Montag, November 17, 2008

The Banality of Evil...

Every nation has its deep, dark secrets. The things it's not proud of. There are no exceptions, just as every person has such secrets, such things that it doesn't want published for the world to see.

This is chilling.

If even only partially true, and the author agrees that there is a credibility problem, just as refugee Jews had credibility problems in the 1930s, then China has a lot of explaining to do. More exactly: the Chinese government.

The banality of evil has been well established: evil isn't only about those who actively harm and destroy, such as child rapists and molesters, or even about those who by force of character try to realize their twisted dreams, such as Hitler or Pol Pot. Evil can be extraordinarily ordinary, of those "just doing their jobs", deliberately clueless about what they did and do. This is what makes evil so perfidious: you don't have to be evil, corrupt and debased, to do evil. All you have to do is stop thinking and be that cog in the death machinery.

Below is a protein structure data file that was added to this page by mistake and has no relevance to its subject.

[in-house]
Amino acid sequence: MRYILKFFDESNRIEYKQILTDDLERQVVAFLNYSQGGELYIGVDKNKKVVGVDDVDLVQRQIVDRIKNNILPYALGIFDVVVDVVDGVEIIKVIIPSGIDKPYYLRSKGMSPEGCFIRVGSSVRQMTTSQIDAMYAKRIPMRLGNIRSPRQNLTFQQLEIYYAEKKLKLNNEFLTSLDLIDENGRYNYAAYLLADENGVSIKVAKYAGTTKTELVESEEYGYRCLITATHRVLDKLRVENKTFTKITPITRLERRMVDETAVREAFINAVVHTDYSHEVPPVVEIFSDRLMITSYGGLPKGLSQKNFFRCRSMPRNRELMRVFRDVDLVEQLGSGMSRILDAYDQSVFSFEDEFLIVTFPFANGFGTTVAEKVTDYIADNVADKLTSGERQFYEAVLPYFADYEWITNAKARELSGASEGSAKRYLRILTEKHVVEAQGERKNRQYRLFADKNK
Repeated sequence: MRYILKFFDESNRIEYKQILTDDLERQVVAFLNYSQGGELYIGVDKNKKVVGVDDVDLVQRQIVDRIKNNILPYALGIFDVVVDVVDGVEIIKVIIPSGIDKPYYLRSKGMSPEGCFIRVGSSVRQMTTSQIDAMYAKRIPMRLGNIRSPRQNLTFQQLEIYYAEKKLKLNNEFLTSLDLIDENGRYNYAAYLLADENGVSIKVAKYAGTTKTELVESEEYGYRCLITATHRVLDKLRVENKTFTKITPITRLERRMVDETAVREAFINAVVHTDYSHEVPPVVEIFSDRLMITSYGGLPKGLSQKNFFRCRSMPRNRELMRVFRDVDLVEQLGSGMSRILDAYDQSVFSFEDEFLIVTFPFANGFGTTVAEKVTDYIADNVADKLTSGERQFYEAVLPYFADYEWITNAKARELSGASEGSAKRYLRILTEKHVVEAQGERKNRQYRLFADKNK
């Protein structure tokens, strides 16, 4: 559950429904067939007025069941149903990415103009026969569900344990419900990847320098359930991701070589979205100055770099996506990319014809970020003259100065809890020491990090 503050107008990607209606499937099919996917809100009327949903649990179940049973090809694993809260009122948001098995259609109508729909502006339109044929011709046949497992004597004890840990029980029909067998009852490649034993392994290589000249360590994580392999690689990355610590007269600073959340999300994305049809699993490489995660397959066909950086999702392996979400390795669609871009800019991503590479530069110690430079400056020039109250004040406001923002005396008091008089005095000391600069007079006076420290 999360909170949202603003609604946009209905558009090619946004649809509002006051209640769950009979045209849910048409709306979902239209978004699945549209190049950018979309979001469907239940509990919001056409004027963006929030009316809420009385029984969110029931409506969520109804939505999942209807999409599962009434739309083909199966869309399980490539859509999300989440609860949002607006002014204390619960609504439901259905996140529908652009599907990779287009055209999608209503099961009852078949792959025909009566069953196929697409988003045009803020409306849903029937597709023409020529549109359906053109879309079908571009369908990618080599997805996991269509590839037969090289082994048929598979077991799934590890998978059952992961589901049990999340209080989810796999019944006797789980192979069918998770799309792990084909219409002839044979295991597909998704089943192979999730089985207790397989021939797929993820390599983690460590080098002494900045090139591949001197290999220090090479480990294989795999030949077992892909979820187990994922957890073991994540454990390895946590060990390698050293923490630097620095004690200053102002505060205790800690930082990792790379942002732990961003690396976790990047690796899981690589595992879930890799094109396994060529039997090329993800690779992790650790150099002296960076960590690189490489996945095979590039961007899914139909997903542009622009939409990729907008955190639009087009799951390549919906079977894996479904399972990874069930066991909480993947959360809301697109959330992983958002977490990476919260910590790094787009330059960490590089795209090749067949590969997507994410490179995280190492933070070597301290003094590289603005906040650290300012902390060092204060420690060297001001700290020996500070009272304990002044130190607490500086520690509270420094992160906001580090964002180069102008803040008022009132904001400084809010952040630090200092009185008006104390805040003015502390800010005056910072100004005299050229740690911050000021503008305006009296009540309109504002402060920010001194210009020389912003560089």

The article points out that this is something that no one wants to talk about in public.

Indeed no one does. That is part of the banality of evil: it's easier not to do good under these circumstances.

It's still wrong, and while it may hurt, it will also be necessary for China to understand what has happened in China, to account not just for the blind, raging and merciless whims of Mao, but also the sheer bloody-mindedness of his successors.

China has a lot to be proud of. But the success of today doesn't negate the errors of the past, nor can it permanently hide something that even the racial purists of the 1930s would have rejected.

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